Cities Reducing Poverty members from across Canada report some of their biggest lessons are the necessity of and significant amount of time it takes to build partnerships, include everyone in identifying priorities, and engage parts of the community who haven’t been engaged yet. Halifax, Peel Region, and New Brunswick are just a few examples.
We all feel the pressure of the tension between the need to end poverty as quickly as possible and taking the time to do the work right. We want to work as fast as we can so that fewer people live in poverty. However, working quickly, and doing the wrong things can be just as ineffective as not working at all. So, the work necessitates slow progress, with frequent evaluation, to ensure that we are targeting the right people, and the right problems with the right solutions.
Toronto is a recent example of this tension. Four years ago, in 2015, Toronto City Council approved a 20-year plan to reduce poverty in the city. The plan is ambitious and comprehensive, including a focus on improving housing stability, access to services, transit equity, access to affordable and healthy foods, improving the number and quality of jobs in the city, and systemic change.
In the initial four years, poverty has not been eradicated in Toronto, but significant progress has been made in awareness and understanding of poverty, and how it effects certain Torontonians - particularly youth. The city has also made several significant strides toward reducing poverty. Transit passes for children under 12 are free. A significant portion of funds are being dedicated to two new youth hubs at public libraries in the city that provides a place for youths to connect and do homework. 5,000 fee subsidies were added to the child care system, so that families can afford to send their children to daycare.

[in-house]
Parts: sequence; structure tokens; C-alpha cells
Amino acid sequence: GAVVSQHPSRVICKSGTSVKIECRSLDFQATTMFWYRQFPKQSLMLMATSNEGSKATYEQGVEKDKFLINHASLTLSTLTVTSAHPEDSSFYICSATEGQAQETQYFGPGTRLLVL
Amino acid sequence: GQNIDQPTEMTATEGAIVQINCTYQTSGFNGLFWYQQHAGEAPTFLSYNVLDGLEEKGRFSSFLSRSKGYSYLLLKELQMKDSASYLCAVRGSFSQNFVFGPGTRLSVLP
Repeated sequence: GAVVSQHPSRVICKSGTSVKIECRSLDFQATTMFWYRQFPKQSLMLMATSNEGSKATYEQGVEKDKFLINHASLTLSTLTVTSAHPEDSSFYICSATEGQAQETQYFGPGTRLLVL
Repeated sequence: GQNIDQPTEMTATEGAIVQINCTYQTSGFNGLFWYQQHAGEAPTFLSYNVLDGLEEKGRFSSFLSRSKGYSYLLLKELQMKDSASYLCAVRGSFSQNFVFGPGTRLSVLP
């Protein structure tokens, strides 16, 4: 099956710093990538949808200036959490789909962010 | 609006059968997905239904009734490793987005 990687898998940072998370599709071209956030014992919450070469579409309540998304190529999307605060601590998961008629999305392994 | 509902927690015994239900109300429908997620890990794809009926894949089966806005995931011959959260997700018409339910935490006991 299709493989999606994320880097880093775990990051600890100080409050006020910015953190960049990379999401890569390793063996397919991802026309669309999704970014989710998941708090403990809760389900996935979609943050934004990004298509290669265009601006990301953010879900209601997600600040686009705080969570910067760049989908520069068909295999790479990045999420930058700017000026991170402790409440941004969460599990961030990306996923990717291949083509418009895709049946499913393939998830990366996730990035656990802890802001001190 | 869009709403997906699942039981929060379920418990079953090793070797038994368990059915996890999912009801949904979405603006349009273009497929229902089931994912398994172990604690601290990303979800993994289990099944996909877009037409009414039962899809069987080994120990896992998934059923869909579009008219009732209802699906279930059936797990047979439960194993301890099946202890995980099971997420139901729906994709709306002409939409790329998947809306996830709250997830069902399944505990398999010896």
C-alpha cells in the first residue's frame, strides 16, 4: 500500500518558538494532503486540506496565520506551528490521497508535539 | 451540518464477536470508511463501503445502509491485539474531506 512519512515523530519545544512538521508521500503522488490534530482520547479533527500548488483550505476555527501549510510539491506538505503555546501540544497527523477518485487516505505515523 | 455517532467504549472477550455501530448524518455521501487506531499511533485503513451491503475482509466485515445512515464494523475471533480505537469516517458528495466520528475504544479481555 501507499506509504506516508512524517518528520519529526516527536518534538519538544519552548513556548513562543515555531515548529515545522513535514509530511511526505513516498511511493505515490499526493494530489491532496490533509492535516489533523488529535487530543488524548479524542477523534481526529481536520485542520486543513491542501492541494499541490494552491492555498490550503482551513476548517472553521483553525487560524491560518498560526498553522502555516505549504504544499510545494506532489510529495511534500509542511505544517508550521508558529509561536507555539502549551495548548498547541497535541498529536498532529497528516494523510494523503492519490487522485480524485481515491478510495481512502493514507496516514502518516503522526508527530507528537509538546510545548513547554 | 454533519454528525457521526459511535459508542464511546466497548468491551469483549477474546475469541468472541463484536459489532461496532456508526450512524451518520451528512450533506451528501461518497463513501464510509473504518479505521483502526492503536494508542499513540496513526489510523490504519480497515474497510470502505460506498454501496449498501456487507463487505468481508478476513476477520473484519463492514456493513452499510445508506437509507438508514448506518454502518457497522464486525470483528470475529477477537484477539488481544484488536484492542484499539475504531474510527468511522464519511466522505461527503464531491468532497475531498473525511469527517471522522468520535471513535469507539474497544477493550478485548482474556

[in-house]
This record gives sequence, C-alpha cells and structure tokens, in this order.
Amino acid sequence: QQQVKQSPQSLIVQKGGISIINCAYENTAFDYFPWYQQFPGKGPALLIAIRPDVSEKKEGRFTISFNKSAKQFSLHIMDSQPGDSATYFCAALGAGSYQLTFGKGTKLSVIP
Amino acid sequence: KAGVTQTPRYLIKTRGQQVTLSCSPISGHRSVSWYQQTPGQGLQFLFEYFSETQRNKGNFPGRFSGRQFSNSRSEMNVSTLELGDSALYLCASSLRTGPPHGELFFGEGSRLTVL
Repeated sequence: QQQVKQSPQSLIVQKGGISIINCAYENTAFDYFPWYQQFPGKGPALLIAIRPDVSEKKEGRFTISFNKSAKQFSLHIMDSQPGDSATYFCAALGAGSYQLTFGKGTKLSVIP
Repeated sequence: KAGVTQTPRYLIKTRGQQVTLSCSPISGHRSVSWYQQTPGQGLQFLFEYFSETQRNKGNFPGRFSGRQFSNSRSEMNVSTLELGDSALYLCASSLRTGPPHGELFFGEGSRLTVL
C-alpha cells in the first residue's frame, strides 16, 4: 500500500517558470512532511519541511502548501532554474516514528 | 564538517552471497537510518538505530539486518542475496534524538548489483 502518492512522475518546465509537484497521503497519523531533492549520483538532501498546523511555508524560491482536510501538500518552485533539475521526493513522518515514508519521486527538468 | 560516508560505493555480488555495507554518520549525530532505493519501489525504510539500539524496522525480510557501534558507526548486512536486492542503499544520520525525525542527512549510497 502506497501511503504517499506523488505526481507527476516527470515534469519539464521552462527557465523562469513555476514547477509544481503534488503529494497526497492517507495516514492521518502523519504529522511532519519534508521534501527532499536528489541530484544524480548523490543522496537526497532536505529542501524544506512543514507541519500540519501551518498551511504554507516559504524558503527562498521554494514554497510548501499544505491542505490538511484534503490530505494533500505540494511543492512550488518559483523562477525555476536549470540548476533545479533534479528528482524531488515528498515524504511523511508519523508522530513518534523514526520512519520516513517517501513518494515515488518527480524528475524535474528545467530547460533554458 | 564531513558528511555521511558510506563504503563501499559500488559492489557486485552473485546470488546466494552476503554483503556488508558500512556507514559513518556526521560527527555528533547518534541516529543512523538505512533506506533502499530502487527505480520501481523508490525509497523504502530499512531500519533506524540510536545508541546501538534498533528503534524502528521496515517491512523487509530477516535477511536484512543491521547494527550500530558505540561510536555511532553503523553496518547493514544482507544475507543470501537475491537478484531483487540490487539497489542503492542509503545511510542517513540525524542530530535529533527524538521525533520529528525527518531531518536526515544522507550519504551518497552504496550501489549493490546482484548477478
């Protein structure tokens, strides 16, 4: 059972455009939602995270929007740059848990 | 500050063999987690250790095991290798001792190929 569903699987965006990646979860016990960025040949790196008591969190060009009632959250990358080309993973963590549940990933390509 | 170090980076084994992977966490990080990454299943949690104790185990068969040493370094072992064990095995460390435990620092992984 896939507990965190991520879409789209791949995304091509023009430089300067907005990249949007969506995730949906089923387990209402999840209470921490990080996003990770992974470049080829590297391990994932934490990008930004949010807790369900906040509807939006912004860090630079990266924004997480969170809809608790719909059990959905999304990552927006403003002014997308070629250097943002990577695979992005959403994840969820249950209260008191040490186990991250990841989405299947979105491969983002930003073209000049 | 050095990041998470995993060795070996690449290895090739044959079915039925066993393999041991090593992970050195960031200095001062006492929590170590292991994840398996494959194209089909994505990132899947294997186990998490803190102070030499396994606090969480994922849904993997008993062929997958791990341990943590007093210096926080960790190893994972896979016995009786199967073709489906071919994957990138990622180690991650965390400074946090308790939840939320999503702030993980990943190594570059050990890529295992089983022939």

Despite successes, food bank usage rates are still increasing, and homelessness is in an urgent state.
How do we balance the need to do things fast and the need to do things right? How can we create change that fits our own communities? A lot of it is exploration – researching what tools and practices would best fit your own communities, governments, and citizens. That step can take time, but it is vital in discovering how to most effectively work in your community.
If achieving sustainable change is ultimately what we’re working toward, going slow and engaging all parties must be a key tenant of how we work. This delicate balance will look different in each community and is something that every collaborative needs to perfect in their own time.
What have the conversations or debates about timeframes looked like in your community? Please share your experience in the comments section (below) on how your group has found the right balance.
Take your Learning Further:
- Learn about TO Prosperity
- Differing Opinions on the Effectiveness of Toronto's Poverty Reduction Strategy
- Toronto's Free Youth Transit Passes and New Youth Hubs in Toronto
- Lean Community Change: Strategies for Learning and Changing by Doing by Galen MacLusky
- Evaluating Community Efforts: A Vivo Story by Heather Keam
- Authentic Engagement: A Learning Journey by Natasha Pei
- Strategy Renewal in Peel Region by Natasha Pei
- Shifting from Needs to Assets in New Brunswick by Natasha Pei